2020
DOI: 10.1097/tp.0000000000003171
| View full text |Cite
|
Sign up to set email alerts
|

Abstract: Background. Facial vascularized composite allotransplantation (fVCA) presents an established approach to restore form and function of patients with catastrophic facial defects. Skin is one of the target tissues of the rejection process, and due to its easy accessibility has become the gold standard in the diagnosis of rejection. Mucosal rejection frequently occurs; however, the added value of mucosal rejection assessment for patient management is unknown. Methods. … Show more

Help me understand this report

Search citation statements

Order By: Relevance

Paper Sections

Select...
2
2
1

Citation Types

0
32
2

Year Published

2020
2020
2023
2023

Publication Types

Select...
6
1

Relationship

3
4

Authors

Journals

citations
Cited by 29 publications
(34 citation statements)
references
References 33 publications
0
32
2
Order By: Relevance
“…Although biopsy results were unavailable for most mucosal lesions, published data suggest a collinearity between high-grade skin and mucosa Banff grades. 3 The spectrum of mucosa Banff grades narrows with an increase in skin Banff grade and skin rejection. 3 On histology, skin Banff > grade II was reported to be almost exclusively accompanied by mucosal rejection of equal or higher grade.…”
Section: Discussionmentioning
confidence: 99%
See 1 more Smart Citation
“…Although biopsy results were unavailable for most mucosal lesions, published data suggest a collinearity between high-grade skin and mucosa Banff grades. 3 The spectrum of mucosa Banff grades narrows with an increase in skin Banff grade and skin rejection. 3 On histology, skin Banff > grade II was reported to be almost exclusively accompanied by mucosal rejection of equal or higher grade.…”
Section: Discussionmentioning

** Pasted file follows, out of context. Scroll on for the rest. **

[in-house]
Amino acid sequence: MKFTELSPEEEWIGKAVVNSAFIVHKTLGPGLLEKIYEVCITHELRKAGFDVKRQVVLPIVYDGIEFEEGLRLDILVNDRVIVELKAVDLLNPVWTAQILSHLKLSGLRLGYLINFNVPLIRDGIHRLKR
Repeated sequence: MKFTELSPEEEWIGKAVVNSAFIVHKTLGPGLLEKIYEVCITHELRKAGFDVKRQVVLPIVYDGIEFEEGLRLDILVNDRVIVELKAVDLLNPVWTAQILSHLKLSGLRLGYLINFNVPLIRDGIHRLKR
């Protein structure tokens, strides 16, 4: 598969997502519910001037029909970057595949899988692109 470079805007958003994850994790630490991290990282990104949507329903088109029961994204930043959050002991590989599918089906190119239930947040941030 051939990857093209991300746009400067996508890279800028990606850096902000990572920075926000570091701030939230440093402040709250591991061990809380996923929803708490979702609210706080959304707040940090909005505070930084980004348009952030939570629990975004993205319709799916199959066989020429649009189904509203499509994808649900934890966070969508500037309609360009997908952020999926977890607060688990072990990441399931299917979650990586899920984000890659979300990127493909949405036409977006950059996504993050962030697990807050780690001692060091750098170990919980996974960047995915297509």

confidence: 99%
“…1 , 2 Although an fVCA contains different tissue types, skin is thought to be the most immunogenic and susceptible part of the allograft, and thus, the tissue relied on for routine monitoring of face transplant rejection. 3 Most of our knowledge and investigations on changes in fVCAs are therefore centered around the skin portion of the allograft. Little is known about changes that occur in other tissues.…”
Section: Introductionmentioning
confidence: 99%
“…A recent study shows that higher grade skin rejection (≥BANFF II) is almost always accompanied by equal or more prominent histological signs of rejection on mucosal biopsy. 4 Therefore, biopsy-proven grade II (sub)-clinical skin rejections in POMs 57, 59, 70, and 74 are likely a surrogate of rejection inside the mucocutaneous tissue of the nasal vestibule (Fig. 1 ) ( see figure, Supplemental Digital Content 1 , which displays normal nasal appearance in POM 12.…”
Section: Discussion and Viewpointmentioning
confidence: 99%
“…Although mucosal rejection is poorly understood, we hypothesize that rejection of the mucosal lining may have contributed to the severity of these findings and to the changes illustrated in Figure 1 . 4 …”
Section: Introductionmentioning
confidence: 99%
“…[18][19][20] However, unique to facial transplantation, mucosa appears to be one of the primary targets of acute rejection, and is always present in higher-grade skin rejection samples. 21 Additionally, when VCA skin pathology specimens are reported, there is inherent intra-and inter-observer error, as inflammation seen is not specific to rejection. 22 This issue is not unique to VCA, with borderline changes being a challenge to differentiate from true acute rejection, necessitating clinical correlation.…”
Section: The Current Landscape Of Biomarker Discovery In Vcamentioning
confidence: 99%